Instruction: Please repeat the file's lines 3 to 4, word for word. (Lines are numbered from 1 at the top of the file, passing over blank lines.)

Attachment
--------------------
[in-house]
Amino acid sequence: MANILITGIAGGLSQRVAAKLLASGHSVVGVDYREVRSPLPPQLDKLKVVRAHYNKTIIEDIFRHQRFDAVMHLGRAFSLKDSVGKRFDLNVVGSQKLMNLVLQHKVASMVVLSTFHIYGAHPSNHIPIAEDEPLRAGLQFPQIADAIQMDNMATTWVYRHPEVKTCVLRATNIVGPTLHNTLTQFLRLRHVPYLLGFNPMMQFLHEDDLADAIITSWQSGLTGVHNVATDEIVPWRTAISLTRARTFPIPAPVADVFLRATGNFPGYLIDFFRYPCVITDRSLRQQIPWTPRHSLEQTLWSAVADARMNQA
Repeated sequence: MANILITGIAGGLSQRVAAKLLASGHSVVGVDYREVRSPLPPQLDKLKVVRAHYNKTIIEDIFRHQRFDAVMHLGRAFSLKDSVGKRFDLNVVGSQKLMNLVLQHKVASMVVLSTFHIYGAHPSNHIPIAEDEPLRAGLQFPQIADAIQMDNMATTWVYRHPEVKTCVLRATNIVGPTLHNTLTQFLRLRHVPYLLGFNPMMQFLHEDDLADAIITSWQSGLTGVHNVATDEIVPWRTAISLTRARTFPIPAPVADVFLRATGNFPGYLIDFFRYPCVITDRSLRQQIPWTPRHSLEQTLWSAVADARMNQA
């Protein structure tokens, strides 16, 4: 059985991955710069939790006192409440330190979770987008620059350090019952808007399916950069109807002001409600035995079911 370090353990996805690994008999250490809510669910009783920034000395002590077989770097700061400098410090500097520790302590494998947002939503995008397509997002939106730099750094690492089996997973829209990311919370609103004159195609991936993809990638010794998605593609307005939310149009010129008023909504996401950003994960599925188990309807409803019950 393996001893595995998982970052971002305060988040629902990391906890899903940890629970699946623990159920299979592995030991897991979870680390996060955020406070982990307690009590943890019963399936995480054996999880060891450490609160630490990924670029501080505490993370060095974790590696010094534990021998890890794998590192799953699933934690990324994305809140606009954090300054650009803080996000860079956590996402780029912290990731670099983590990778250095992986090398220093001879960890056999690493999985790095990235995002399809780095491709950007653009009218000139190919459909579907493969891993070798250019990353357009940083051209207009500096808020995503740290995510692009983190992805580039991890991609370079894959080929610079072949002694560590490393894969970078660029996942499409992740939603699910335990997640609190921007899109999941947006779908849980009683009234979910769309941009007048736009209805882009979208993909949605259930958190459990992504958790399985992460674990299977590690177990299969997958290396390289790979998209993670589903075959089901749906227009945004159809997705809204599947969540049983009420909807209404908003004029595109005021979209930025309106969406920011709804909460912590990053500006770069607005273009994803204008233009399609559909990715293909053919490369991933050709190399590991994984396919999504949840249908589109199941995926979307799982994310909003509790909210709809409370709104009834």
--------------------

Repeated sequence: MANILITGIAGGLSQRVAAKLLASGHSVVGVDYREVRSPLPPQLDKLKVVRAHYNKTIIEDIFRHQRFDAVMHLGRAFSLKDSVGKRFDLNVVGSQKLMNLVLQHKVASMVVLSTFHIYGAHPSNHIPIAEDEPLRAGLQFPQIADAIQMDNMATTWVYRHPEVKTCVLRATNIVGPTLHNTLTQFLRLRHVPYLLGFNPMMQFLHEDDLADAIITSWQSGLTGVHNVATDEIVPWRTAISLTRARTFPIPAPVADVFLRATGNFPGYLIDFFRYPCVITDRSLRQQIPWTPRHSLEQTLWSAVADARMNQA
């Protein structure tokens, strides 16, 4: 059985991955710069939790006192409440330190979770987008620059350090019952808007399916950069109807002001409600035995079911 370090353990996805690994008999250490809510669910009783920034000395002590077989770097700061400098410090500097520790302590494998947002939503995008397509997002939106730099750094690492089996997973829209990311919370609103004159195609991936993809990638010794998605593609307005939310149009010129008023909504996401950003994960599925188990309807409803019950 393996001893595995998982970052971002305060988040629902990391906890899903940890629970699946623990159920299979592995030991897991979870680390996060955020406070982990307690009590943890019963399936995480054996999880060891450490609160630490990924670029501080505490993370060095974790590696010094534990021998890890794998590192799953699933934690990324994305809140606009954090300054650009803080996000860079956590996402780029912290990731670099983590990778250095992986090398220093001879960890056999690493999985790095990235995002399809780095491709950007653009009218000139190919459909579907493969891993070798250019990353357009940083051209207009500096808020995503740290995510692009983190992805580039991890991609370079894959080929610079072949002694560590490393894969970078660029996942499409992740939603699910335990997640609190921007899109999941947006779908849980009683009234979910769309941009007048736009209805882009979208993909949605259930958190459990992504958790399985992460674990299977590690177990299969997958290396390289790979998209993670589903075959089901749906227009945004159809997705809204599947969540049983009420909807209404908003004029595109005021979209930025309106969406920011709804909460912590990053500006770069607005273009994803204008233009399609559909990715293909053919490369991933050709190399590991994984396919999504949840249908589109199941995926979307799982994310909003509790909210709809409370709104009834």